Cultural Landscape as a Metaphor

  • Olga LavrenovaEmail author
Part of the Numanities - Arts and Humanities in Progress book series (NAHP, volume 8)


This chapter is devoted to analysis of geographical images from the viewpoint of the theory of metaphor. Having defined the landscape as a process and a result of semiosis, we tried to find a place in it to such semiotic concept as a metaphor. Nina Arutyunova supposes that an image, a metaphor and a symbol arise spontaneously in the process of artistic development of the world and that their meaning is not fully formed, as both the metaphor and the symbol are subject to interpretation rather than understanding. In a metaphor the meaning is important; in a symbol the form is important. The cultural landscape is a place for both of them, because in culture genetically related to the landscape actual geographical objects having some visual, quantitative and qualitative characteristics (height of mountains, river length, the breadth of the plains) act as symbols. For example, the Volga River, a symbol of the Russian soul is different from other rivers of the Russian Plain in its length, depth and exceptional width downstream.

The third chapter examines the cognitive theory of metaphor in terms of comprehension of the landscape as a complex concept to which metaphors open up «epistemological access», and vice versa, the landscape—as a concept, organizing a series of abstract frames (Gestalts) in the mentality of culture. In the study of cultural landscape a metaphor is used as a tool for learning, giving birth to new meanings.

The first section is dedicated to matching of the concept of cultural landscape in the proposed definition and to the contemporary theory of metaphor, which lies in the problem field of cognitive science exploring the processes of perception, categorization, classification and understanding of the world, as well as in the scope of cognitive linguistics (George Lakoff, Mark Jonson, Nina Arutyunova, Anatoly Baranov, Yuri Karaulov, Elena Kubryakova, Eric MacCormack, Anatoly Chudinov, Vladimir Porus, Eduard Budaev and others). A metaphor is defined as a manifestation of the analog capabilities of the human mind as a way of categorizing, conceptualization and explanation of the world.

Interrelationship of culture and space is metaphorical in nature. In terms of the semantics of the cultural landscape one of the important theories, elaborated by George Lakoff and Mark Jonson, describes the process of metaphorization as bipolar interaction between the two structures of knowledge—cognitive structure of source and cognitive structure of the target. In the process of metaphorization so called metaphorical projection—partial structuring of goal according to the modeled source is taken place. As a result of the projection an object is conceptually organized in the image of the source. In the case of participation of metaphorical projections in the formation of the cultural landscape, its structure is partly influenced by those images or categories, which play a role of the source. Sometimes it may reverse the direction of metaphor. For example, the metaphor «life—a river» might well be corresponded with the metaphor «water—this is life». Both metaphors mentioned referred to well-defined landscape connotations, which implicitly arise in the minds of the media culture either during the utterance of this metaphor, or when one looks at the landscape from the high bank of a river.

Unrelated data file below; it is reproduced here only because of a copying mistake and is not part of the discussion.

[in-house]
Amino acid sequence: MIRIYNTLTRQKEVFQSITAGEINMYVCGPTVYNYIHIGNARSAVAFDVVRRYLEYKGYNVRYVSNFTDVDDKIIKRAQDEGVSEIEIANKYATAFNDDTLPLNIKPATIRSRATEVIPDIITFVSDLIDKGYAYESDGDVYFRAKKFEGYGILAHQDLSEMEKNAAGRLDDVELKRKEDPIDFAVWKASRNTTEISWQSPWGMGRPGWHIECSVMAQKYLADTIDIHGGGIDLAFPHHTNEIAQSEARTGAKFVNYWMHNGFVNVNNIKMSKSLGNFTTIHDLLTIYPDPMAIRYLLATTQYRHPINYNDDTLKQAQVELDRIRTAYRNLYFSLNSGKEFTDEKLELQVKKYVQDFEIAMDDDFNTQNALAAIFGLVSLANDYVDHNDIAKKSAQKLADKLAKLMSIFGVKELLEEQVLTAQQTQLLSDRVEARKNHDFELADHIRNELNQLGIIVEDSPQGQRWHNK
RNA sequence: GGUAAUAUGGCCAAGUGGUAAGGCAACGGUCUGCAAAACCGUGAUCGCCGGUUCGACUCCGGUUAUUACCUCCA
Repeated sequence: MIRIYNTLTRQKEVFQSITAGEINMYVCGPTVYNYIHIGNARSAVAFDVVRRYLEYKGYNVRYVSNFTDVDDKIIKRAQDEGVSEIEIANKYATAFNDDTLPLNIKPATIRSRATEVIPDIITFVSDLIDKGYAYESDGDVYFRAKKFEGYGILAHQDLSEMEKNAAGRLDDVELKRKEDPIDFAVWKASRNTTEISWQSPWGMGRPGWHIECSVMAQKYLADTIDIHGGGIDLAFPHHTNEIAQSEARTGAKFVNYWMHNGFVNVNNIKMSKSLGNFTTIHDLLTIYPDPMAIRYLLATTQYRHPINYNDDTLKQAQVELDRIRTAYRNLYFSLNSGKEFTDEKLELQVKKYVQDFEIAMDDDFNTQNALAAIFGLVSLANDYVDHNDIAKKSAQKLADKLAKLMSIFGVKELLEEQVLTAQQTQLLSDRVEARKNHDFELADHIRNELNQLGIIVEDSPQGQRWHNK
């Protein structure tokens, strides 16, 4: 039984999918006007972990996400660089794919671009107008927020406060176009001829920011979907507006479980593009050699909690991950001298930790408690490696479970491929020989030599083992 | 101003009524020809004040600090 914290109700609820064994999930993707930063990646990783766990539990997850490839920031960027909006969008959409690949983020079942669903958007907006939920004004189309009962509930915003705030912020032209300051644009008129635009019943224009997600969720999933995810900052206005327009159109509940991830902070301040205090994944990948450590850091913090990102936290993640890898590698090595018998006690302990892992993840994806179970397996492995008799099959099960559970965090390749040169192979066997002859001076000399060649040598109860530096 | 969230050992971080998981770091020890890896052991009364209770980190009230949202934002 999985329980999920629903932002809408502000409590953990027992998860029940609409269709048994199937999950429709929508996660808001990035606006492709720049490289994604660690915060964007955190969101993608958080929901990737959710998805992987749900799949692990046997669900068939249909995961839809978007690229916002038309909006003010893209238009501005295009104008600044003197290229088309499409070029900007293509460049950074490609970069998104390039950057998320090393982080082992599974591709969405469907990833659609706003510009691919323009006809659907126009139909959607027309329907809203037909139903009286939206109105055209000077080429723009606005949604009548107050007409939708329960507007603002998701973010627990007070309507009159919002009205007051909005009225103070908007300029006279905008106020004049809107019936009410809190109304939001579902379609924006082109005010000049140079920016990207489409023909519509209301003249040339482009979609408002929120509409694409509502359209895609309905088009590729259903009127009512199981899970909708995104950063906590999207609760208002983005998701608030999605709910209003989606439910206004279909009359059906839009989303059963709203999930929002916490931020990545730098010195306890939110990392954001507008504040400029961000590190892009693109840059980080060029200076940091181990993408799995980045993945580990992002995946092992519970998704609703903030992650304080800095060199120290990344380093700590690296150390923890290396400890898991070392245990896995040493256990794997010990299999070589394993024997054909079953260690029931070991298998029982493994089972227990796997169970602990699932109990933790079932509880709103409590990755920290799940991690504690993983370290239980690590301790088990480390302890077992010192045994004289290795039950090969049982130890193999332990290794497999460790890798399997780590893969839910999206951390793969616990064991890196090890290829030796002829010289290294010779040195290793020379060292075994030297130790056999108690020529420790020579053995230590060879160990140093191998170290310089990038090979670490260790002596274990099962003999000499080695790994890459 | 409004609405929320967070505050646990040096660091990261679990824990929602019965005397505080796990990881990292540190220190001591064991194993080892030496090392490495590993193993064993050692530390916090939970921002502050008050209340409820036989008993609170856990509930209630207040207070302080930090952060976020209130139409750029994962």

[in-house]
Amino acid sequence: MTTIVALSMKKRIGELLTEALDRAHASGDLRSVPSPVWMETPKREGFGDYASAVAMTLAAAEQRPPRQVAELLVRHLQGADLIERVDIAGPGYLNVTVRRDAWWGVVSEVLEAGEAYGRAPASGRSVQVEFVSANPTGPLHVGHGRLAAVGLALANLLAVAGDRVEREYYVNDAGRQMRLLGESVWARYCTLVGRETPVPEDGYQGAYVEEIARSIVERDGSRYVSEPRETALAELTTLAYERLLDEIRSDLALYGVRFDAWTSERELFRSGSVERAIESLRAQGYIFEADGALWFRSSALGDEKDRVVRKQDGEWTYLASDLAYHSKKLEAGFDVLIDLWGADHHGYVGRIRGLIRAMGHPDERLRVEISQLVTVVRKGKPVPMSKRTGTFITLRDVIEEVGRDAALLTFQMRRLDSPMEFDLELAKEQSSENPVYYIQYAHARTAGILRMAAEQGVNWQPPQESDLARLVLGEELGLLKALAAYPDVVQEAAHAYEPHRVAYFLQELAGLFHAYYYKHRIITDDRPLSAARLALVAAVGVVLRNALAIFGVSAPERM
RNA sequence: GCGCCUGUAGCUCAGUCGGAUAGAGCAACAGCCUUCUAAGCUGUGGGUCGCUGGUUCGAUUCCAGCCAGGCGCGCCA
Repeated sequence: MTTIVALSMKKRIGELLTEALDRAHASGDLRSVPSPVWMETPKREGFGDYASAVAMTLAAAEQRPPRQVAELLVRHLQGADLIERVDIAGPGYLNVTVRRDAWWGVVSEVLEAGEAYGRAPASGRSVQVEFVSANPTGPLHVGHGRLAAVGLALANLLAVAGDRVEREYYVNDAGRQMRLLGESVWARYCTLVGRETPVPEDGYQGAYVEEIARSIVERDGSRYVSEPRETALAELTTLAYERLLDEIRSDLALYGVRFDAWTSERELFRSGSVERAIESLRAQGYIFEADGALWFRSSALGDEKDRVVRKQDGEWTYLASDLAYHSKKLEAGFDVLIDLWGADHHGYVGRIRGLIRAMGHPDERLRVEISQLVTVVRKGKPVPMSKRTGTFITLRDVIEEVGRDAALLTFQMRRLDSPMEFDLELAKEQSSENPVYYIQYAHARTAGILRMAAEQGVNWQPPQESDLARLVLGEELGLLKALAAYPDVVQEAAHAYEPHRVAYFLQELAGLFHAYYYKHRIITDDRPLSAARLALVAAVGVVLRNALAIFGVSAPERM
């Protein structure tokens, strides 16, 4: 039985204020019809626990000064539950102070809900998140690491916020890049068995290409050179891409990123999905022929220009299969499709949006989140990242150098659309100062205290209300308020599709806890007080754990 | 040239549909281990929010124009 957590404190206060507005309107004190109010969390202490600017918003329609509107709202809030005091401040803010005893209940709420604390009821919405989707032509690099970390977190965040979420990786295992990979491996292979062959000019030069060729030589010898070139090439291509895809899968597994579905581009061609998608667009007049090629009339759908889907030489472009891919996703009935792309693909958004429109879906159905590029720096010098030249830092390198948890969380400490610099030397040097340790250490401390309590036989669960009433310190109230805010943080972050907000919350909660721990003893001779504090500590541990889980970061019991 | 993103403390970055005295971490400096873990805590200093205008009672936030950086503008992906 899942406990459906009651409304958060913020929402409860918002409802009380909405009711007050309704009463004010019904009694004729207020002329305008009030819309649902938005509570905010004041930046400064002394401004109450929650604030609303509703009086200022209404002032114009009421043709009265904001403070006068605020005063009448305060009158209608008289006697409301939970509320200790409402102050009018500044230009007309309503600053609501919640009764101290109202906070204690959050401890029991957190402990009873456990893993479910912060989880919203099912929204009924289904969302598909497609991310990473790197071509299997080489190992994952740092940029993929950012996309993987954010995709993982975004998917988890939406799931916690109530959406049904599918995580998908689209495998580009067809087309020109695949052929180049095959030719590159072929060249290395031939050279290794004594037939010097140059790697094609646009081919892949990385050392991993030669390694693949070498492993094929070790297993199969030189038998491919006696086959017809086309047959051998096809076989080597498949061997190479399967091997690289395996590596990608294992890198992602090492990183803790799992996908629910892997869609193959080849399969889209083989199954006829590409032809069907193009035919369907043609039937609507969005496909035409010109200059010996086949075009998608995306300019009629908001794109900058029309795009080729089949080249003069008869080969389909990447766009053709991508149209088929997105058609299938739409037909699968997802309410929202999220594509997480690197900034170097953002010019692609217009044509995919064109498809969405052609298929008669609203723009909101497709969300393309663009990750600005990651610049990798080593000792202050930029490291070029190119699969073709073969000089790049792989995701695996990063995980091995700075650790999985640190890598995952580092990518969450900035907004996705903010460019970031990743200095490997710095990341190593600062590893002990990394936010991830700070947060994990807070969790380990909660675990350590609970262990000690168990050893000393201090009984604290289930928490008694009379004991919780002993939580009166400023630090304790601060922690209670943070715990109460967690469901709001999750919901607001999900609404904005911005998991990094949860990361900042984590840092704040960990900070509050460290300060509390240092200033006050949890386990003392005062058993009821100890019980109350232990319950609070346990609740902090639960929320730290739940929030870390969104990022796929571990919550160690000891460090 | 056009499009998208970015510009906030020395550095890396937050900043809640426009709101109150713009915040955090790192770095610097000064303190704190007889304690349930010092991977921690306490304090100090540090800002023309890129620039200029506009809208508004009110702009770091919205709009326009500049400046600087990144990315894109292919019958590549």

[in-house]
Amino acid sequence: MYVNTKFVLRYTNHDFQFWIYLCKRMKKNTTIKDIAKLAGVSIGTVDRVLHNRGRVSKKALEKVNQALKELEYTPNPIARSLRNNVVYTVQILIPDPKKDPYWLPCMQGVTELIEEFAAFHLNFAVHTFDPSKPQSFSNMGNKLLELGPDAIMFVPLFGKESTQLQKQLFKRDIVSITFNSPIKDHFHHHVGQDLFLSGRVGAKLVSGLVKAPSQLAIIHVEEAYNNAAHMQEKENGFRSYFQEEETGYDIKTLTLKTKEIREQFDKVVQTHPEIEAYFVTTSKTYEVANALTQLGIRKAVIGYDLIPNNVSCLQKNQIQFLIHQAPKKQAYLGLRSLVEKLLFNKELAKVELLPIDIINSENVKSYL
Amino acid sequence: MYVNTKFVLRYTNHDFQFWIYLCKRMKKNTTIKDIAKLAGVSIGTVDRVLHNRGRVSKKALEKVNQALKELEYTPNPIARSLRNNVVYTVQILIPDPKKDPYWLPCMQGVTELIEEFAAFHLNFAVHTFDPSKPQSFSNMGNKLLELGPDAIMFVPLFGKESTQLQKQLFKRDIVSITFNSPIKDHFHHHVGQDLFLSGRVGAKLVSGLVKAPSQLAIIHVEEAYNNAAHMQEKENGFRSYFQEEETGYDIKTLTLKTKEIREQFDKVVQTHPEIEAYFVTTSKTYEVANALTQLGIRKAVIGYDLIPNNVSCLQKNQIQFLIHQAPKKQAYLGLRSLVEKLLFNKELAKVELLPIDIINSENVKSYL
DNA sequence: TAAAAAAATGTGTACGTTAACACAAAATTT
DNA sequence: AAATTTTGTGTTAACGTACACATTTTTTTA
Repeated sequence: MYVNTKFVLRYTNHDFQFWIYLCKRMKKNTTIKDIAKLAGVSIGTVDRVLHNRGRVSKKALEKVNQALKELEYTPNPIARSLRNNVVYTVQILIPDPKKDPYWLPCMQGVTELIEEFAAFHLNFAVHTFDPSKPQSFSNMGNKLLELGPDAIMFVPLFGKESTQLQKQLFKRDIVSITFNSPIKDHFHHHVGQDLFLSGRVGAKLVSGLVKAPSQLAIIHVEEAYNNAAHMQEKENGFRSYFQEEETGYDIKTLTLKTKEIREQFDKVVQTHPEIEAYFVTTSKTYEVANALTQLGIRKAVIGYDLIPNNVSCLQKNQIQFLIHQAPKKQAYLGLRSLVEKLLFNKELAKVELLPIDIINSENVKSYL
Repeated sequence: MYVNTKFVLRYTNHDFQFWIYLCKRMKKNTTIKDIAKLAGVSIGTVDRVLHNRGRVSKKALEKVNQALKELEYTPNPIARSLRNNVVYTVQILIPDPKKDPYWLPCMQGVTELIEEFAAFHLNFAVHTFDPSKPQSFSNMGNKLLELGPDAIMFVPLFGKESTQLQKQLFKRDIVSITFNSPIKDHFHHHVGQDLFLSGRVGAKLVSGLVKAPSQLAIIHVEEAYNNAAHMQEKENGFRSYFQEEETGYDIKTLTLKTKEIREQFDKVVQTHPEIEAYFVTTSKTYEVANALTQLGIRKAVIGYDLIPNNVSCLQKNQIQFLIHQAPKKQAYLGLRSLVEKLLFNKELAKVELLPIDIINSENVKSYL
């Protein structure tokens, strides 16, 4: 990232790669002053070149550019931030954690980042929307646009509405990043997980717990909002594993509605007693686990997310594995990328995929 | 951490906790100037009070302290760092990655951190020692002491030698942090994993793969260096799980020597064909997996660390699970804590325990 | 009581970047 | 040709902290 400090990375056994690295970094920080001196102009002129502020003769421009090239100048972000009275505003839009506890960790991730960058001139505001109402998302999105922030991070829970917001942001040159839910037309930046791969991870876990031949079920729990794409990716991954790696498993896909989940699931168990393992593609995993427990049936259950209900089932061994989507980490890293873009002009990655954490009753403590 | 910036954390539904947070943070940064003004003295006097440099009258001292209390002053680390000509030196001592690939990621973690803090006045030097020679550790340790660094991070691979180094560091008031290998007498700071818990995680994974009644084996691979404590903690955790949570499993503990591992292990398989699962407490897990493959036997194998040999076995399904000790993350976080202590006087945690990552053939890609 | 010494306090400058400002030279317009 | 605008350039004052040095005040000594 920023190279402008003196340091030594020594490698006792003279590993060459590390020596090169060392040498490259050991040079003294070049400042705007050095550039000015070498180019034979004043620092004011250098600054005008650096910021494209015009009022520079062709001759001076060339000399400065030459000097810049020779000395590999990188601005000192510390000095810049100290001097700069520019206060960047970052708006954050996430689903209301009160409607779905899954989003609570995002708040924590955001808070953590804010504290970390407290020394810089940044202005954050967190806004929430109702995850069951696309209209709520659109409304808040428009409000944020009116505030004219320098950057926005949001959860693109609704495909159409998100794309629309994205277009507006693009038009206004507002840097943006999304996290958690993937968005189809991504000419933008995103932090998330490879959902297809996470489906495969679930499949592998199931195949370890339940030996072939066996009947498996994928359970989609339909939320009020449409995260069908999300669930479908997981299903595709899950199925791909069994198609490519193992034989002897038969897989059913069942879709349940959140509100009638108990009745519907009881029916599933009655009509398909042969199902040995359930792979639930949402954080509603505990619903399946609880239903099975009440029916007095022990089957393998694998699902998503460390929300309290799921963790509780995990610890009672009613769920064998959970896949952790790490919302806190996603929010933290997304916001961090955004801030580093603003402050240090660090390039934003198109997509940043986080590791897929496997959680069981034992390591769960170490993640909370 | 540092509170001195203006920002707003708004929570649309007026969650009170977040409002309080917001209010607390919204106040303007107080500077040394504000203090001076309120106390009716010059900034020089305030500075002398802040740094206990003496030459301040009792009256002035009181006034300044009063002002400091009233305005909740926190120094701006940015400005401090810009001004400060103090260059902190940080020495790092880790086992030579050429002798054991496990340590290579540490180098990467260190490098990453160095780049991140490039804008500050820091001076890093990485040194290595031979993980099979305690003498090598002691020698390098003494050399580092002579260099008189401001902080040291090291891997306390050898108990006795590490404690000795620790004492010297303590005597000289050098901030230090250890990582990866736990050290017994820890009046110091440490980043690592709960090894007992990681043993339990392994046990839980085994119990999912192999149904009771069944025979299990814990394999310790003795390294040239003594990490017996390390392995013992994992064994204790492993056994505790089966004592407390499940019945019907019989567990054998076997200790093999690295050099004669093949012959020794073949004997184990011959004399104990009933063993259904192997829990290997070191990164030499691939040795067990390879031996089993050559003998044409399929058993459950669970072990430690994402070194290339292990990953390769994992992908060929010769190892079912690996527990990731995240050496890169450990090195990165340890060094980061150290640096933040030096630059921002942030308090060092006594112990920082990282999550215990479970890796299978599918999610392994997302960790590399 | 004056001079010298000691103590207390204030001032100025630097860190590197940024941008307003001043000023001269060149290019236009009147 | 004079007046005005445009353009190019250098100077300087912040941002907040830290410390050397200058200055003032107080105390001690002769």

In the second section we consider the orientational and ontological (structural) metaphors, and the landscape—as a source of metaphorical projection, which in the context of the descriptive theory of metaphor (developing cognitive theory of metaphor) is described in the same manner as a metaphorical model (M-model), as a «bunch» of signifying descriptors. An entire field of metaphorical meanings in the culture is constructed according to the image of the landscape and its individual elements. It is justified to see images of a landscape as the meaning of structural metaphors. For example, the scheme of the images used in the metaphor of «journey/path» refers to the landscape component, for it implies the overcoming of obstacles, in the case of the spiritual path—an ascent. Obstacles have connotations of rough terrain, climbing involves a metaphorical transfer of the structure of mountain landscapes. Metaphors of «container» and «visual fields» are also structured by landscape M-model.